But Melvin Davis, vice president of UAW Local 2164 in Bowling Green, Ky., and a 30-year veteran of GM, said workers have been enthusiastic about what they've heard so far. He said he is unsure if he will take a buyout until he sees the details. Also, industrial jobs in the area are hard to find, he said.
"The main thing everyone is looking at is the dollar sign," Davis said. "Overall, it seems to be a pretty good offer."
Meanwhile, Larry Jones, 52, a 28-year veteran of a GM plant in Romulus, Mich., said his acceptance of the buyout would depend on the details, which he has not seen, including whether health-care and other benefits are guaranteed.
If he takes it, he plans to become a blackjack dealer in a nearby casino. "I'd love to see a person with 30 years take the retirement so young people can get a job and get a decent income," he said, sipping a Bud Light in a Romulus bar last night.
'A critical milestone,' Delphi says
Delphi called the deal "a critical milestone in its restructuring." The agreement could open the door to lower pay, plant closings and divestitures that will affect Delphi's remaining workers. These are all thorny areas for labor. Delphi had threatened to slash union workers' salaries to as little as $9.50 per hour from the current rate of $27 per hour. The proposal galvanized labor opposition, forcing Delphi to back off. GM was drawn into the talks because of legal and financial ties to its former subsidiary Delphi and the prospect of a strike.
Delphi said it will continue talks with GM and the UAW to resolve remaining issues. The deal outlined yesterday does not specify what Delphi workers will be paid once the supplier emerges from bankruptcy protection, a key issue for labor. Delphi said it will continue talks with the union to work for a comprehensive agreement, including the wage issue, by March 30.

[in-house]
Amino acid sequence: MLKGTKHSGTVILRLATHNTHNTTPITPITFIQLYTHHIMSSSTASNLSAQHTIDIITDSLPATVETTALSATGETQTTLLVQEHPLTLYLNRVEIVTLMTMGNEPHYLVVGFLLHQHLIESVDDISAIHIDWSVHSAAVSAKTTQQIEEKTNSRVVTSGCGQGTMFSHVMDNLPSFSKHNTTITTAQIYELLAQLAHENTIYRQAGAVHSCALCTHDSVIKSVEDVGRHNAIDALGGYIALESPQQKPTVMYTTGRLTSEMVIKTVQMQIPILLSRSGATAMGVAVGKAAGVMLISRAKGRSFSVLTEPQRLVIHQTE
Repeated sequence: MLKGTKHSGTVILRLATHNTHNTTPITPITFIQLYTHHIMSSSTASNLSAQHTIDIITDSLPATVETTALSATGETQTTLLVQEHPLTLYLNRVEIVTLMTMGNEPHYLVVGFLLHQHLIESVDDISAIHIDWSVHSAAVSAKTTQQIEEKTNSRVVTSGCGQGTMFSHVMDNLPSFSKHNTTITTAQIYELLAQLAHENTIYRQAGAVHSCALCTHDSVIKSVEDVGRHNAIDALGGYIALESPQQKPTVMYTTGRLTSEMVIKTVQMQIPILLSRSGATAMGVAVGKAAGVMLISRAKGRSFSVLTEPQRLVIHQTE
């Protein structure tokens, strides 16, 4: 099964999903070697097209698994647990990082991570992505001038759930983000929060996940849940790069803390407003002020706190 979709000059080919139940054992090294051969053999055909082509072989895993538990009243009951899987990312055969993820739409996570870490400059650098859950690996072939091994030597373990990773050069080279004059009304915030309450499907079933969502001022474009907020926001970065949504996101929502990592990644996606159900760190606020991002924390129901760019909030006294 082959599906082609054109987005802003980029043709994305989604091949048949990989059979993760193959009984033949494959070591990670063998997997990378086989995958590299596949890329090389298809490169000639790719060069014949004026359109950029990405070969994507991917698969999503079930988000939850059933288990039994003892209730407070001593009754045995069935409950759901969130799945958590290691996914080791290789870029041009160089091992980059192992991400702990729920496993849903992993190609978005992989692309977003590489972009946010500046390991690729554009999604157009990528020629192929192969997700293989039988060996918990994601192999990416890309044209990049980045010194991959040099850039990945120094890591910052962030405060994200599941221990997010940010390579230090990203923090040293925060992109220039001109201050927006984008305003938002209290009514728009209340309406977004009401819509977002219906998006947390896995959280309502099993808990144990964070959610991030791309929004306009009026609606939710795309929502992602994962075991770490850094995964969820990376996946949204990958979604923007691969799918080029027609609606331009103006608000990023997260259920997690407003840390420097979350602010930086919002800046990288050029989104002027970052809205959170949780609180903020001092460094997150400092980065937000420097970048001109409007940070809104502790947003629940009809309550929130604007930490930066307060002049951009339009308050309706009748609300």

If the company cannot settle with the union, it can extend the deadline for talks or ask a bankruptcy judge to throw out the existing high-wage contract and impose lower wages.
According to the Center for Automotive Research, the average age of a GM worker is 50, and many are within a few years of hitting the 30-year retirement point, if they haven't already surpassed it.
In a statement, GM chairman and chief executive Rick Wagoner said he is pleased with the deal. Wagoner has cited the resolution of the Delphi situation as a major corporate objective.
Wagoner and his team at GM have lots of other problems to untangle. GM lost $10.6 billion last year and is in the midst of a vast overhaul of its North American manufacturing operation. GM is wrestling with an ongoing government accounting investigation, important new-vehicle launches and the complicated sale of its GMAC financing subsidiary.
GM has been hounded by financial analysts and investors who are pressing for faster change at the automaker. Some have predicted bankruptcy for GM if its many problems aren't solved.
GM is heavily dependent on Delphi parts. For example, Delphi supplies heating and air-conditioning units for GM's full-size sport-utility vehicles, the success of which are key to GM's ability to reverse steep financial losses. In recent years, GM executives working closely with UAW leaders have defused problems that could have blown up into strikes.
Charles Craver, professor of labor and employment law at George Washington University, called yesterday's deal a temporary slowdown in a "rush to the bottom" for the cheapest labor. He said that in the long run, GM and Delphi will have to start laying people off.
Craver said U.S. industrial companies are in dire straits because health-care and retirement costs in the U.S. are so high. "We have to do something that will help fill that gap and alleviate the huge amount of pressure on private employers," Craver said.
Staff writers Neil Irwin, Dale Russakoff and Dana Hedgpeth contributed to this report. Russakoff contributed from New Jersey and Hedgpeth from Michigan.